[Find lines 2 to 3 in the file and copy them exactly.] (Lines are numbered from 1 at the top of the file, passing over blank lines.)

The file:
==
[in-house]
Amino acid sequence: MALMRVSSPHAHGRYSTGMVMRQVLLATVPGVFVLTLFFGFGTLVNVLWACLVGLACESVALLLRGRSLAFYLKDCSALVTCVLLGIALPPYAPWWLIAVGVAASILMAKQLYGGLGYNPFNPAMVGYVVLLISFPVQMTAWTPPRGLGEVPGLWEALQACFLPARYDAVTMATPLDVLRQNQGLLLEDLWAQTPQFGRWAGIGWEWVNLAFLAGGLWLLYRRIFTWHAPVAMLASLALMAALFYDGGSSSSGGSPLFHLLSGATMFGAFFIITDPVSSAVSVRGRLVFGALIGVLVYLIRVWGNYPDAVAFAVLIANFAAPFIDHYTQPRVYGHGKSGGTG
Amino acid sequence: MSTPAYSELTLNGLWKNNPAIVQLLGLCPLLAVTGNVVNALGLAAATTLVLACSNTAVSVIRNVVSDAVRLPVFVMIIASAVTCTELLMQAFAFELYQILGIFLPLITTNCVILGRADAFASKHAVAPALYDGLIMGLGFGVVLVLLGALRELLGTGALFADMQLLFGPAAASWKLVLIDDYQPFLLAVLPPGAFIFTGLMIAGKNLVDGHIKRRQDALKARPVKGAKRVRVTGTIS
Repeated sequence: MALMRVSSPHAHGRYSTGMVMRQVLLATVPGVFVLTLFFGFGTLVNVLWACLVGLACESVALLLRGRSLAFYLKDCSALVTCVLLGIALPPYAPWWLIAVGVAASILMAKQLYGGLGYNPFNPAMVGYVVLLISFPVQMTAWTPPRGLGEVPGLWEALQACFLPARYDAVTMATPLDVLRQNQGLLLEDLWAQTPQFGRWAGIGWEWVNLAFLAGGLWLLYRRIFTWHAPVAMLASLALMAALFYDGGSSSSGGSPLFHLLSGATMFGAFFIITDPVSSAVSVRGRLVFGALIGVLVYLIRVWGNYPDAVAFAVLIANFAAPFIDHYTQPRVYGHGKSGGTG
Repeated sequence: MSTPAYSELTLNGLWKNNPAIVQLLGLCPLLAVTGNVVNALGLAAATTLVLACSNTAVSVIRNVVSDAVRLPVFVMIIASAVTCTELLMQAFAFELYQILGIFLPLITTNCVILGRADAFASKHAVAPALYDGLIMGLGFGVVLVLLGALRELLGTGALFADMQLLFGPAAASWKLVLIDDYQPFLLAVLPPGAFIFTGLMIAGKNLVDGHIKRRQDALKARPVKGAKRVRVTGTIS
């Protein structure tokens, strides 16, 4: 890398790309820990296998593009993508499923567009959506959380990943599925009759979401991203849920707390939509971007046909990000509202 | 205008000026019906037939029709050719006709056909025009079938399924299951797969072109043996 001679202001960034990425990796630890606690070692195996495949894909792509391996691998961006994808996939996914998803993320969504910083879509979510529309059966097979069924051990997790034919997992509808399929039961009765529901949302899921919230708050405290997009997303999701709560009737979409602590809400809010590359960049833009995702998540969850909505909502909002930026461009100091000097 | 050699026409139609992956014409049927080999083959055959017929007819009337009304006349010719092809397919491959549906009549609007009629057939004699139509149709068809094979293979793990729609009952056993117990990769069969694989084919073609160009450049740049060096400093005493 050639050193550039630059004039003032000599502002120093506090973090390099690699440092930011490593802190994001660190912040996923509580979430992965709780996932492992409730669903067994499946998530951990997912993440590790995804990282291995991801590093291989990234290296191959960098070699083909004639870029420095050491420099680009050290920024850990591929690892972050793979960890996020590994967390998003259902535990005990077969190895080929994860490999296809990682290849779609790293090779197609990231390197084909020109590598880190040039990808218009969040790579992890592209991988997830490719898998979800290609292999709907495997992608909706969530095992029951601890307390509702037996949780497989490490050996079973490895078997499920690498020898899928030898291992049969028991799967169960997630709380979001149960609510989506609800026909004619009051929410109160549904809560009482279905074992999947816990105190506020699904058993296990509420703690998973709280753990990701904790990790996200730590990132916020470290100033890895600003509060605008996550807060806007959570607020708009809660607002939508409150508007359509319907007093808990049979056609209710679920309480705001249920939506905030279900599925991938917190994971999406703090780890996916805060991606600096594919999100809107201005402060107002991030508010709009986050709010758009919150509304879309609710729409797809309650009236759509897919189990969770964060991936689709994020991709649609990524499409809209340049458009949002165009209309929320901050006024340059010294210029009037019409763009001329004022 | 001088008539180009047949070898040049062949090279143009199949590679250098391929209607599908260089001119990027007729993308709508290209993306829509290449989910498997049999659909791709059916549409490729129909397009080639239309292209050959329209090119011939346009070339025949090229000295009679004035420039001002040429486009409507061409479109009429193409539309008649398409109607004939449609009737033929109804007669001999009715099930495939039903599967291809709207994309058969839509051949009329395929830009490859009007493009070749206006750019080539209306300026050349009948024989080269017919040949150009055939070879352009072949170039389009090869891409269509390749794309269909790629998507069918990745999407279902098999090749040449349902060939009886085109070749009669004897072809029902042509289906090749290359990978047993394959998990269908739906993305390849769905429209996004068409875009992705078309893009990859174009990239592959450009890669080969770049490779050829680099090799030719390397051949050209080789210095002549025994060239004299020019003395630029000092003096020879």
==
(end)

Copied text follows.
Amino acid sequence: MALMRVSSPHAHGRYSTGMVMRQVLLATVPGVFVLTLFFGFGTLVNVLWACLVGLACESVALLLRGRSLAFYLKDCSALVTCVLLGIALPPYAPWWLIAVGVAASILMAKQLYGGLGYNPFNPAMVGYVVLLISFPVQMTAWTPPRGLGEVPGLWEALQACFLPARYDAVTMATPLDVLRQNQGLLLEDLWAQTPQFGRWAGIGWEWVNLAFLAGGLWLLYRRIFTWHAPVAMLASLALMAALFYDGGSSSSGGSPLFHLLSGATMFGAFFIITDPVSSAVSVRGRLVFGALIGVLVYLIRVWGNYPDAVAFAVLIANFAAPFIDHYTQPRVYGHGKSGGTG
Amino acid sequence: MSTPAYSELTLNGLWKNNPAIVQLLGLCPLLAVTGNVVNALGLAAATTLVLACSNTAVSVIRNVVSDAVRLPVFVMIIASAVTCTELLMQAFAFELYQILGIFLPLITTNCVILGRADAFASKHAVAPALYDGLIMGLGFGVVLVLLGALRELLGTGALFADMQLLFGPAAASWKLVLIDDYQPFLLAVLPPGAFIFTGLMIAGKNLVDGHIKRRQDALKARPVKGAKRVRVTGTIS